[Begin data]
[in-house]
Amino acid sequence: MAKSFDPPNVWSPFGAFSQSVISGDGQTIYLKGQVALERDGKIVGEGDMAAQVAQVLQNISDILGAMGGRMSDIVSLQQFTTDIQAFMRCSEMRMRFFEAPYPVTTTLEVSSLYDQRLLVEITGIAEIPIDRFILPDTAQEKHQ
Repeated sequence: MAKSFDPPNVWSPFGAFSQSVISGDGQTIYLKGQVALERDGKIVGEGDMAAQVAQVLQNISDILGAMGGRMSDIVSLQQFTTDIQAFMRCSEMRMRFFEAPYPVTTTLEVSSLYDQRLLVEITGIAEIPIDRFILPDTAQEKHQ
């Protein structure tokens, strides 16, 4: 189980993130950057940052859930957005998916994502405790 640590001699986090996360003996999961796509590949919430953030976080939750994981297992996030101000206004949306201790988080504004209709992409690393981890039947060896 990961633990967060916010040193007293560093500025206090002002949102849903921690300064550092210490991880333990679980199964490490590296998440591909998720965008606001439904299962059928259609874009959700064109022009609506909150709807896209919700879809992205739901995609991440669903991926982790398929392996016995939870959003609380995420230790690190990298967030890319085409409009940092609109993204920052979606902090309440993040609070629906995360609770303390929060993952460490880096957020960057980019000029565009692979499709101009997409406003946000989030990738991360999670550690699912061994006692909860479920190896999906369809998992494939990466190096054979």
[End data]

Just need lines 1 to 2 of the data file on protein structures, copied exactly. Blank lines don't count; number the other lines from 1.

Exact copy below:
[in-house]
Amino acid sequence: MAKSFDPPNVWSPFGAFSQSVISGDGQTIYLKGQVALERDGKIVGEGDMAAQVAQVLQNISDILGAMGGRMSDIVSLQQFTTDIQAFMRCSEMRMRFFEAPYPVTTTLEVSSLYDQRLLVEITGIAEIPIDRFILPDTAQEKHQ